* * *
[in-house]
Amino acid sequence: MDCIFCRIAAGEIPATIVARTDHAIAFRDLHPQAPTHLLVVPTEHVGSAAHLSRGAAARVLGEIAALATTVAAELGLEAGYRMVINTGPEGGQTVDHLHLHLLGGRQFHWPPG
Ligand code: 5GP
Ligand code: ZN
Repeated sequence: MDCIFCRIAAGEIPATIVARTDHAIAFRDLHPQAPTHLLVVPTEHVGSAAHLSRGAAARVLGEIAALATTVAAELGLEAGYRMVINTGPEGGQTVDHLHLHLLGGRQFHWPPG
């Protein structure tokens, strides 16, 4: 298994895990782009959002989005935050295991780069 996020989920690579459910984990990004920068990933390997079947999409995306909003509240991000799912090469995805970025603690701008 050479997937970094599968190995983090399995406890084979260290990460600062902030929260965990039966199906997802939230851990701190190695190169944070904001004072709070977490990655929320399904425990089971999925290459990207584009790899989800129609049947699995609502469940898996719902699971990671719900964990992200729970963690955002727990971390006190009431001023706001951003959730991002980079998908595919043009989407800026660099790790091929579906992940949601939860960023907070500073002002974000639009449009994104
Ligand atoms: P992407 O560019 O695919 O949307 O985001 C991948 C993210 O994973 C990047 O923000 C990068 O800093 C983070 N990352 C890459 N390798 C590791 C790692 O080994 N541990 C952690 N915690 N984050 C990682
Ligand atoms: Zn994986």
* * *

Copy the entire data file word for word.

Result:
[in-house]
Amino acid sequence: MDCIFCRIAAGEIPATIVARTDHAIAFRDLHPQAPTHLLVVPTEHVGSAAHLSRGAAARVLGEIAALATTVAAELGLEAGYRMVINTGPEGGQTVDHLHLHLLGGRQFHWPPG
Ligand code: 5GP
Ligand code: ZN
Repeated sequence: MDCIFCRIAAGEIPATIVARTDHAIAFRDLHPQAPTHLLVVPTEHVGSAAHLSRGAAARVLGEIAALATTVAAELGLEAGYRMVINTGPEGGQTVDHLHLHLLGGRQFHWPPG
């Protein structure tokens, strides 16, 4: 298994895990782009959002989005935050295991780069 996020989920690579459910984990990004920068990933390997079947999409995306909003509240991000799912090469995805970025603690701008 050479997937970094599968190995983090399995406890084979260290990460600062902030929260965990039966199906997802939230851990701190190695190169944070904001004072709070977490990655929320399904425990089971999925290459990207584009790899989800129609049947699995609502469940898996719902699971990671719900964990992200729970963690955002727990971390006190009431001023706001951003959730991002980079998908595919043009989407800026660099790790091929579906992940949601939860960023907070500073002002974000639009449009994104
Ligand atoms: P992407 O560019 O695919 O949307 O985001 C991948 C993210 O994973 C990047 O923000 C990068 O800093 C983070 N990352 C890459 N390798 C590791 C790692 O080994 N541990 C952690 N915690 N984050 C990682
Ligand atoms: Zn994986």